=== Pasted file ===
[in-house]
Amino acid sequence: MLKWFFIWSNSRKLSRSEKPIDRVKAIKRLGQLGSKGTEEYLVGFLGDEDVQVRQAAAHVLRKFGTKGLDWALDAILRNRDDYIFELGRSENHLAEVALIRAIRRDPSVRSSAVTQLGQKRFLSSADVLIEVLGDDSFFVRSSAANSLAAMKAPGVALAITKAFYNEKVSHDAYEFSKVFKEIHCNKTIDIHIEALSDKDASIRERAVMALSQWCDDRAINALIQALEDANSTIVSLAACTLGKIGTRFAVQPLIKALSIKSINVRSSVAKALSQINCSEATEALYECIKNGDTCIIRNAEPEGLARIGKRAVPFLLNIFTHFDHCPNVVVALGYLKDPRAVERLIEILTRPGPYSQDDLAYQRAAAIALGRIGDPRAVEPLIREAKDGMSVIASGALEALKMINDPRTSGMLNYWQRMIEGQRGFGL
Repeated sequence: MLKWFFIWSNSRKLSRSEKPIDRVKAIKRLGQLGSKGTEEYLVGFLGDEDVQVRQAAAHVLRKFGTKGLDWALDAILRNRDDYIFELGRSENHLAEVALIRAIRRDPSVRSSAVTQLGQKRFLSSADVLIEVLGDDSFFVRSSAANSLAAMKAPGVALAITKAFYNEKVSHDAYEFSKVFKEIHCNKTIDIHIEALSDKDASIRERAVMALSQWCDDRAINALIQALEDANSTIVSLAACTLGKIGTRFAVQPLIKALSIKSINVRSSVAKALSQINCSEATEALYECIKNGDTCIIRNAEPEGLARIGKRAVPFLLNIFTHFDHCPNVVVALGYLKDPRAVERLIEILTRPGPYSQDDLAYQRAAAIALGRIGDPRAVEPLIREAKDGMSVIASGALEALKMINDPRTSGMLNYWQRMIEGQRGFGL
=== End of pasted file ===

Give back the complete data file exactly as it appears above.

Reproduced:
[in-house]
Amino acid sequence: MLKWFFIWSNSRKLSRSEKPIDRVKAIKRLGQLGSKGTEEYLVGFLGDEDVQVRQAAAHVLRKFGTKGLDWALDAILRNRDDYIFELGRSENHLAEVALIRAIRRDPSVRSSAVTQLGQKRFLSSADVLIEVLGDDSFFVRSSAANSLAAMKAPGVALAITKAFYNEKVSHDAYEFSKVFKEIHCNKTIDIHIEALSDKDASIRERAVMALSQWCDDRAINALIQALEDANSTIVSLAACTLGKIGTRFAVQPLIKALSIKSINVRSSVAKALSQINCSEATEALYECIKNGDTCIIRNAEPEGLARIGKRAVPFLLNIFTHFDHCPNVVVALGYLKDPRAVERLIEILTRPGPYSQDDLAYQRAAAIALGRIGDPRAVEPLIREAKDGMSVIASGALEALKMINDPRTSGMLNYWQRMIEGQRGFGL
Repeated sequence: MLKWFFIWSNSRKLSRSEKPIDRVKAIKRLGQLGSKGTEEYLVGFLGDEDVQVRQAAAHVLRKFGTKGLDWALDAILRNRDDYIFELGRSENHLAEVALIRAIRRDPSVRSSAVTQLGQKRFLSSADVLIEVLGDDSFFVRSSAANSLAAMKAPGVALAITKAFYNEKVSHDAYEFSKVFKEIHCNKTIDIHIEALSDKDASIRERAVMALSQWCDDRAINALIQALEDANSTIVSLAACTLGKIGTRFAVQPLIKALSIKSINVRSSVAKALSQINCSEATEALYECIKNGDTCIIRNAEPEGLARIGKRAVPFLLNIFTHFDHCPNVVVALGYLKDPRAVERLIEILTRPGPYSQDDLAYQRAAAIALGRIGDPRAVEPLIREAKDGMSVIASGALEALKMINDPRTSGMLNYWQRMIEGQRGFGL